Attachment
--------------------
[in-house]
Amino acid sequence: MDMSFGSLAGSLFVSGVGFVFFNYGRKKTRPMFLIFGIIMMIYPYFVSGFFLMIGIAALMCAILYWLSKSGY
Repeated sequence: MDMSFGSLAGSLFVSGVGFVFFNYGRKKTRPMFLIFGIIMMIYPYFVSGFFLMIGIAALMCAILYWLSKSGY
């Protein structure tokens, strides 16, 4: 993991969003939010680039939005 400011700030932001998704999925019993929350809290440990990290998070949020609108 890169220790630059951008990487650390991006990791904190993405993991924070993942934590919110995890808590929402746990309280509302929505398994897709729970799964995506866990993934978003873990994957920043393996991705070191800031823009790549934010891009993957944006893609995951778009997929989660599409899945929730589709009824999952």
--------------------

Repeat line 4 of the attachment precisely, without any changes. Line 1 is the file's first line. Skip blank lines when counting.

């Protein structure tokens, strides 16, 4: 993991969003939010680039939005 400011700030932001998704999925019993929350809290440990990290998070949020609108 890169220790630059951008990487650390991006990791904190993405993991924070993942934590919110995890808590929402746990309280509302929505398994897709729970799964995506866990993934978003873990994957920043393996991705070191800031823009790549934010891009993957944006893609995951778009997929989660599409899945929730589709009824999952």